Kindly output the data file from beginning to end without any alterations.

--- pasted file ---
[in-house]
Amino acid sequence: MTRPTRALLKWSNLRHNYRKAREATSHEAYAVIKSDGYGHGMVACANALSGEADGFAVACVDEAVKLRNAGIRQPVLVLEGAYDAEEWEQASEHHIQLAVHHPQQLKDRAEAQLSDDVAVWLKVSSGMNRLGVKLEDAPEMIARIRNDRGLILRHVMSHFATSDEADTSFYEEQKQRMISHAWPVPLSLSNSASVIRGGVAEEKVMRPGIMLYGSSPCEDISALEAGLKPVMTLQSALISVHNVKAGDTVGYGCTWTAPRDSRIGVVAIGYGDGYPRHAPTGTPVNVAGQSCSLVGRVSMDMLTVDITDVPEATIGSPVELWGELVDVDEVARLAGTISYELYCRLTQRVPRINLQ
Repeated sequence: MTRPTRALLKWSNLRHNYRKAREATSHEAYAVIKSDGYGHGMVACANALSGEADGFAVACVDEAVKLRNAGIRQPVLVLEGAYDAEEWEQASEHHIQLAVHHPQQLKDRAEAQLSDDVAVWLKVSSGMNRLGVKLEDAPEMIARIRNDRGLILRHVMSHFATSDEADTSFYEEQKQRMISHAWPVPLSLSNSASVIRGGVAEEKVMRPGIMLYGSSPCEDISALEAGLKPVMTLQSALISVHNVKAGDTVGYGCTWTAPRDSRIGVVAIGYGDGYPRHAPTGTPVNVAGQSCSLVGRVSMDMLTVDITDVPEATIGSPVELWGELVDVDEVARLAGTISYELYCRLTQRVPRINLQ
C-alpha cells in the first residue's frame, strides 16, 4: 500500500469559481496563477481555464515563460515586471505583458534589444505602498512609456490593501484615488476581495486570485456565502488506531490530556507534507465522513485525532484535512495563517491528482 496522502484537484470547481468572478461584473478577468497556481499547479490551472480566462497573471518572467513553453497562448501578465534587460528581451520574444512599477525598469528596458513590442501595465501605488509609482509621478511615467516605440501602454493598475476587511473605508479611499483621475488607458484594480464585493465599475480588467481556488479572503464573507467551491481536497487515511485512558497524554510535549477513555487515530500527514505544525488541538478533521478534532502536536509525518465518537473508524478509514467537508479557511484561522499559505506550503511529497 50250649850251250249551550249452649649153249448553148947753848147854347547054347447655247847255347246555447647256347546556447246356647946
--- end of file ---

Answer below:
[in-house]
Amino acid sequence: MTRPTRALLKWSNLRHNYRKAREATSHEAYAVIKSDGYGHGMVACANALSGEADGFAVACVDEAVKLRNAGIRQPVLVLEGAYDAEEWEQASEHHIQLAVHHPQQLKDRAEAQLSDDVAVWLKVSSGMNRLGVKLEDAPEMIARIRNDRGLILRHVMSHFATSDEADTSFYEEQKQRMISHAWPVPLSLSNSASVIRGGVAEEKVMRPGIMLYGSSPCEDISALEAGLKPVMTLQSALISVHNVKAGDTVGYGCTWTAPRDSRIGVVAIGYGDGYPRHAPTGTPVNVAGQSCSLVGRVSMDMLTVDITDVPEATIGSPVELWGELVDVDEVARLAGTISYELYCRLTQRVPRINLQ
Repeated sequence: MTRPTRALLKWSNLRHNYRKAREATSHEAYAVIKSDGYGHGMVACANALSGEADGFAVACVDEAVKLRNAGIRQPVLVLEGAYDAEEWEQASEHHIQLAVHHPQQLKDRAEAQLSDDVAVWLKVSSGMNRLGVKLEDAPEMIARIRNDRGLILRHVMSHFATSDEADTSFYEEQKQRMISHAWPVPLSLSNSASVIRGGVAEEKVMRPGIMLYGSSPCEDISALEAGLKPVMTLQSALISVHNVKAGDTVGYGCTWTAPRDSRIGVVAIGYGDGYPRHAPTGTPVNVAGQSCSLVGRVSMDMLTVDITDVPEATIGSPVELWGELVDVDEVARLAGTISYELYCRLTQRVPRINLQ
C-alpha cells in the first residue's frame, strides 16, 4: 500500500469559481496563477481555464515563460515586471505583458534589444505602498512609456490593501484615488476581495486570485456565502488506531490530556507534507465522513485525532484535512495563517491528482 496522502484537484470547481468572478461584473478577468497556481499547479490551472480566462497573471518572467513553453497562448501578465534587460528581451520574444512599477525598469528596458513590442501595465501605488509609482509621478511615467516605440501602454493598475476587511473605508479611499483621475488607458484594480464585493465599475480588467481556488479572503464573507467551491481536497487515511485512558497524554510535549477513555487515530500527514505544525488541538478533521478534532502536536509525518465518537473508524478509514467537508479557511484561522499559505506550503511529497 50250649850251250249551550249452649649153249448553148947753848147854347547054347447655247847255347246555447647256347546556447246356647946